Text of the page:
Compared to the linear frequency domain method, the transient Computational Fluid Dynamics (CFD) method is more effective when analyzing the effect of complex flow in the muffler on its acoustic characteristics. However, most of the existing CFD methods focus on the calculation of the transmission loss (TL) for the muffler only. The other evaluation parameters, such as noise reduction (NR), are rarely investigated. In this paper, a CFD approach was developed systematically for charactering TL, NR, and transfer matrix (TM) of the muffler in the cases without and with exhaust flow. In the proposed approach, only one mesh model with a correction pipe is needed based on two simulation runs. The non-reflective boundary was used as the termination of the correction pipe in the calculation for the TL, while the reflective pressure boundary was set on the correction pipe end in the calculation for the NR. The TM was then derived from the time-domain pressure and mass velocity obtained in the previous runs for calculating TL and NR. The proposed CFD approach was applied to two simple expansion chambers, and the computational predictions of TL, NR, and TM were validated successfully both with the measured results and the analytical results. In conclusion, the proposed CFD approach is effective for full characterization (TL, NR, and TM) of exhaust mufflers without and with exhaust flow.
This paper describes an efficient and simple selective cell-based smoothed finite element method (CS-FEM) for partitioned fluid–structure interaction. Depending on a fractional-step fluid solver, a selective smoothed integration scheme is proposed for the Navier–Stokes equations in stationary and deforming domains. A simple hourglass stabilization is then introduced into the under-integrated smoothed Galerkin weak form of the fractional-step algorithm. As a result, the computational efficiency is considerably boosted in comparison with existing CS-FEM formulation. Meanwhile, the CS-FEM is applied to spatially discretize the elastodynamics equations of nonlinear solids as usual. After discussing the mesh moving strategy, the gradient smoothing is performed in each individual interface element to evaluate the fluid forces acting on oscillating rigid and flexible bodies. The block Gauss–Seidel procedure is employed to couple all interacting fields under the arbitrary Lagrangian–Eulerian description. Several numerical examples are presented to demonstrate the desirable efficiency and accuracy of the proposed methodology.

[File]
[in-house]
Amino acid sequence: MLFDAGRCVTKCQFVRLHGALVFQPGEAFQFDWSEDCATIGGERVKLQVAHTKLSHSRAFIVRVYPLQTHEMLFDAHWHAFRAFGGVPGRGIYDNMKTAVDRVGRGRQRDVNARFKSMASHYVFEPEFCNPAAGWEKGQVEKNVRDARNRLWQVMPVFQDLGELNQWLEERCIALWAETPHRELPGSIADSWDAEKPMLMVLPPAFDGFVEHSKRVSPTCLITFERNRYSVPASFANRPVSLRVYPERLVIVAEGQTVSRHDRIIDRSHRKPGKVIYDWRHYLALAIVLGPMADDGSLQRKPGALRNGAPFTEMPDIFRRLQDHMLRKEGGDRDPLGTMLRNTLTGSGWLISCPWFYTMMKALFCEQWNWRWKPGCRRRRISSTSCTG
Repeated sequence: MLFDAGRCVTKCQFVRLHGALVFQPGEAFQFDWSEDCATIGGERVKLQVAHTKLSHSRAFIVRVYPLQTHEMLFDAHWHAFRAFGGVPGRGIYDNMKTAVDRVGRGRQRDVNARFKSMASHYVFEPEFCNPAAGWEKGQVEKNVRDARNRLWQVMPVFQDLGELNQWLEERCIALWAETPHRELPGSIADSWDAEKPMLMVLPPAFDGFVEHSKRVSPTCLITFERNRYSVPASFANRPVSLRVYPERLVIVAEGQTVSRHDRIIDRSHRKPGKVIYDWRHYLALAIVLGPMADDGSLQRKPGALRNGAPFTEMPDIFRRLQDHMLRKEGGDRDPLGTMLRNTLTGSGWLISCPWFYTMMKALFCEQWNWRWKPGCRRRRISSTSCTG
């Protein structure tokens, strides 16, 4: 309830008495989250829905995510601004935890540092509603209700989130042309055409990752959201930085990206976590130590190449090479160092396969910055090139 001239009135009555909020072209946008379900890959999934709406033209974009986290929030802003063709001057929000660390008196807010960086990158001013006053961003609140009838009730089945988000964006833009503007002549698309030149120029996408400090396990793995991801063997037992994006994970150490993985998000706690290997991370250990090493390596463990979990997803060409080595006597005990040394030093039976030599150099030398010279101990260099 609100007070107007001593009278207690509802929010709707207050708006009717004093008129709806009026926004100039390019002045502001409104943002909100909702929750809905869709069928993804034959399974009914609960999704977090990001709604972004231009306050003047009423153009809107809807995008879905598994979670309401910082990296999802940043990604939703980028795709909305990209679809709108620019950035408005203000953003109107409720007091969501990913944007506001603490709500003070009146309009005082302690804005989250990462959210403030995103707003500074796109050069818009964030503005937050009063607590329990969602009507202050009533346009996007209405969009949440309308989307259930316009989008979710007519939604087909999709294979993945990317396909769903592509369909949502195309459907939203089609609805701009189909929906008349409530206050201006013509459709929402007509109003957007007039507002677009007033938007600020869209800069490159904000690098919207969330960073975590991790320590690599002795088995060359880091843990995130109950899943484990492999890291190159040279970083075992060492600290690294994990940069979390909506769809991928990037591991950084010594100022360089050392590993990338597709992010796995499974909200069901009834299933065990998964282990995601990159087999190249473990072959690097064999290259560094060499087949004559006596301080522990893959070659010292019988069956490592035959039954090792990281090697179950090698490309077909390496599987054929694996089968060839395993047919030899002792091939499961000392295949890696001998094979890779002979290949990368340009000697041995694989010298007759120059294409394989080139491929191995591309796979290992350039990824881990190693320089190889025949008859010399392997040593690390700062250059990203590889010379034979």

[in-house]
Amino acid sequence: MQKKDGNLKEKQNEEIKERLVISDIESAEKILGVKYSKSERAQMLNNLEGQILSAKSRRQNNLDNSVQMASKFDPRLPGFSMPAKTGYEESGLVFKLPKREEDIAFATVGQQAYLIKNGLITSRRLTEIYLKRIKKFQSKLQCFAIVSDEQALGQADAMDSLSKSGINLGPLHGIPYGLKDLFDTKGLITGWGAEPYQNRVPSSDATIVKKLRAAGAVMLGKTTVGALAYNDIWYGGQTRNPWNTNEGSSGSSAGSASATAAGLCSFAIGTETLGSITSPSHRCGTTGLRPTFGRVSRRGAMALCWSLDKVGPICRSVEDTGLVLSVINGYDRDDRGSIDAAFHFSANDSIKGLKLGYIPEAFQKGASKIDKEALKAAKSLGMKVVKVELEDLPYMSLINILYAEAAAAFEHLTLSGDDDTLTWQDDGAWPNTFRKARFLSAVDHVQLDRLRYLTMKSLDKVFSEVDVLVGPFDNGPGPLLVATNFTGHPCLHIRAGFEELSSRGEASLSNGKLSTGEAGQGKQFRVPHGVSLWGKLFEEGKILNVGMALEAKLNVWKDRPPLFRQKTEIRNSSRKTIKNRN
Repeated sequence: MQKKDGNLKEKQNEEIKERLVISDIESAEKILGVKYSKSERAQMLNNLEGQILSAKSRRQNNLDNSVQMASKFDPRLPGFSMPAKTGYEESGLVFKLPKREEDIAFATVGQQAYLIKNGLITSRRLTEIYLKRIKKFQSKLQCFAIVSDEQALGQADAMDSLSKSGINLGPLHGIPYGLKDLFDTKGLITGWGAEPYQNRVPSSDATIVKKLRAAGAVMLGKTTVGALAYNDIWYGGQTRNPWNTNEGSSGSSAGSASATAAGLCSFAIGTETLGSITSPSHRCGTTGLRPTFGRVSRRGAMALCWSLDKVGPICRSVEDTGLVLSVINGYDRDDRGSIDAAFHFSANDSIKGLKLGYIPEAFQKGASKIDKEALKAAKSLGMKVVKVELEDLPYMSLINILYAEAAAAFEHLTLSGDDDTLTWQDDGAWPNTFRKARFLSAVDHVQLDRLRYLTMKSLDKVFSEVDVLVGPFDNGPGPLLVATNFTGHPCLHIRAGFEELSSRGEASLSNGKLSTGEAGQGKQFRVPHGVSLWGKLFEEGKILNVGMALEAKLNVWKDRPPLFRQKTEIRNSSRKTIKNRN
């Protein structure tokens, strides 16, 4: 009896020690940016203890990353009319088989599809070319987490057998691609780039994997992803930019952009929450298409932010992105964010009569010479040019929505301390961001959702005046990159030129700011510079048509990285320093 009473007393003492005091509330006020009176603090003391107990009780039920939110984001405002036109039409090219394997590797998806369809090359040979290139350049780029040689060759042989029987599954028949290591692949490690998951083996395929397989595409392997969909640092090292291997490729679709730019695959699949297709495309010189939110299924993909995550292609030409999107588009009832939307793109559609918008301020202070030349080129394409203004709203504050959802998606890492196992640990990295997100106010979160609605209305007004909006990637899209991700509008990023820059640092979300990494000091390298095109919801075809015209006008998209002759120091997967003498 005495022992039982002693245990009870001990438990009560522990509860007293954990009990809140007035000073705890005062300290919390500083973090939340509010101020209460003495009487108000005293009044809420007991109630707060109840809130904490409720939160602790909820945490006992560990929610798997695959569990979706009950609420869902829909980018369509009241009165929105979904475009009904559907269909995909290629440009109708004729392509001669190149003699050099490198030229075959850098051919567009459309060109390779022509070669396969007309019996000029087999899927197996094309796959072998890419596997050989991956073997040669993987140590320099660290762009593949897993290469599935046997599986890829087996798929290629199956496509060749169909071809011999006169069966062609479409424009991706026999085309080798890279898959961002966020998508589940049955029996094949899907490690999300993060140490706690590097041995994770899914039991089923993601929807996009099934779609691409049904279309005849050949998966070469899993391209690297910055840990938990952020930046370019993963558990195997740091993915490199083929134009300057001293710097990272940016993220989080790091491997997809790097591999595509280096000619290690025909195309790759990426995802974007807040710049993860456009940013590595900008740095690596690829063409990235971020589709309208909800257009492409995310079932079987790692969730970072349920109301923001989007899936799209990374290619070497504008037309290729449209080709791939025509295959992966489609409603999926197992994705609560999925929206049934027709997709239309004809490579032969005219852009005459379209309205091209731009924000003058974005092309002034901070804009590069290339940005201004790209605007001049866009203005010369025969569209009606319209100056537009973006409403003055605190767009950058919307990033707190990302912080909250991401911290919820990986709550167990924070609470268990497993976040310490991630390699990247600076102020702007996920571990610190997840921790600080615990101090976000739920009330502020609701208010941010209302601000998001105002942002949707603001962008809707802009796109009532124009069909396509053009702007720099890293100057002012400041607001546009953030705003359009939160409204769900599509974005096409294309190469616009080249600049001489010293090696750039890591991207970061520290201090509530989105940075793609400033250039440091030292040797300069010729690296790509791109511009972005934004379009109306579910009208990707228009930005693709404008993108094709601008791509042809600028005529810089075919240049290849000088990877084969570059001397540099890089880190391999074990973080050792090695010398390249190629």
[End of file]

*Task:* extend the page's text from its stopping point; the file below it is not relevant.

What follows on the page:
Dynamics of the passive pulsation of a surface-attached air bubble subjected to a nearby oscillating spark-generated bubble